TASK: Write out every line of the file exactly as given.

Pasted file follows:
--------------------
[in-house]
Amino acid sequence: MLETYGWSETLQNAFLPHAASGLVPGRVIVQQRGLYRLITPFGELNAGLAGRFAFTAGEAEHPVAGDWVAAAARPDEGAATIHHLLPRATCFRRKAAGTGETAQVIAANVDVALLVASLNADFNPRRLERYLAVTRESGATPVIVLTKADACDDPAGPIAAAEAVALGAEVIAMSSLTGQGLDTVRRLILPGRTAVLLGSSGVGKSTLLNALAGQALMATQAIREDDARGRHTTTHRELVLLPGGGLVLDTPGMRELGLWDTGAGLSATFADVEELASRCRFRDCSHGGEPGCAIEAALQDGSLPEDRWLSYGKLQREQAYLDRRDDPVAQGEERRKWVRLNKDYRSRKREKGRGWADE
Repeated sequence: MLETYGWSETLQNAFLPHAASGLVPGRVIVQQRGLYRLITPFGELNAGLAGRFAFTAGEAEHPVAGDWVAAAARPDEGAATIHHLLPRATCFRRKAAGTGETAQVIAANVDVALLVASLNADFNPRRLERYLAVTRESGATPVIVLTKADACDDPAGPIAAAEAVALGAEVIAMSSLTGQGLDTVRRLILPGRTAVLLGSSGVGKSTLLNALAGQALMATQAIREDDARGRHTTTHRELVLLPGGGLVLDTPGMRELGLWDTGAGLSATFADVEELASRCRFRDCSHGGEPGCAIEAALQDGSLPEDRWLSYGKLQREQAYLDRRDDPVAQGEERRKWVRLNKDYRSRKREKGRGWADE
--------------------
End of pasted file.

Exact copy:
[in-house]
Amino acid sequence: MLETYGWSETLQNAFLPHAASGLVPGRVIVQQRGLYRLITPFGELNAGLAGRFAFTAGEAEHPVAGDWVAAAARPDEGAATIHHLLPRATCFRRKAAGTGETAQVIAANVDVALLVASLNADFNPRRLERYLAVTRESGATPVIVLTKADACDDPAGPIAAAEAVALGAEVIAMSSLTGQGLDTVRRLILPGRTAVLLGSSGVGKSTLLNALAGQALMATQAIREDDARGRHTTTHRELVLLPGGGLVLDTPGMRELGLWDTGAGLSATFADVEELASRCRFRDCSHGGEPGCAIEAALQDGSLPEDRWLSYGKLQREQAYLDRRDDPVAQGEERRKWVRLNKDYRSRKREKGRGWADE
Repeated sequence: MLETYGWSETLQNAFLPHAASGLVPGRVIVQQRGLYRLITPFGELNAGLAGRFAFTAGEAEHPVAGDWVAAAARPDEGAATIHHLLPRATCFRRKAAGTGETAQVIAANVDVALLVASLNADFNPRRLERYLAVTRESGATPVIVLTKADACDDPAGPIAAAEAVALGAEVIAMSSLTGQGLDTVRRLILPGRTAVLLGSSGVGKSTLLNALAGQALMATQAIREDDARGRHTTTHRELVLLPGGGLVLDTPGMRELGLWDTGAGLSATFADVEELASRCRFRDCSHGGEPGCAIEAALQDGSLPEDRWLSYGKLQREQAYLDRRDDPVAQGEERRKWVRLNKDYRSRKREKGRGWADE